Families First Coronavirus Response Act
President Trump signed the legislation on March 18th. Like any federal law, it becomes effective 15 days later; April 2nd. While the IRS and Department of Labor must still issue regulations on implementation, there are 2 key provisions that may impact your employees; Emergency Leave and Sick Leave.
Impact on Employers
Employers with less than 500 employees generally must comply with both provisions and the cost will be paid back through refundable credits on quarterly payroll reports. To reiterate, the employer fronts the cash and gets money back from the government after the fact. These are not permanent benefits; they expire on December 31, 2020.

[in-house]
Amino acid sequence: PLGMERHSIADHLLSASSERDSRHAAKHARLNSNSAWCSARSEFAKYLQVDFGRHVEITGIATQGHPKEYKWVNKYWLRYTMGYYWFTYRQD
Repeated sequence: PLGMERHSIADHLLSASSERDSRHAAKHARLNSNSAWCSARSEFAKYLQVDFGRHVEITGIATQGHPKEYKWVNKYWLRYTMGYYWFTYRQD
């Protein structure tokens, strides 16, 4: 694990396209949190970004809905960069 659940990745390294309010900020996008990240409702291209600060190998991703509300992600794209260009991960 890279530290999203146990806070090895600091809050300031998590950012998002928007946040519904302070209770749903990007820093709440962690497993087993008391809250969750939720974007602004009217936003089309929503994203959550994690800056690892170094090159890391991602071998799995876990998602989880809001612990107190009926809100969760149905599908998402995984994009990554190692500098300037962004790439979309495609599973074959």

Employees must have (a) worked at least 30 days prior to taking leave and (b) is unable to work or telework because they are caring for their minor child due to school or childcare provider being closed. Care for a minor child is the only qualifying need.
Employee is entitled to a total of 12 weeks. The first 10 workdays are unpaid but the employee can use any other vacation or paid time off otherwise provided by the employer for this period. Weeks 3 through 12 are paid at 2/3rds regular pay; limited to $200 per day and $10,000 in total for the 10 weeks.
These benefits are pro-rated for part-time employees and the employee is generally entitled to job restoration after the leave period ends.
An employee is entitled to up to 80 hours of paid sick leave if the employee is;
Subject to a cap of $511 per day and $5,110 for full two weeks, an employee would be paid as follows;
An employee can qualify for both Emergency Leave and Sick Leave only if they are caring for their minor child(ren).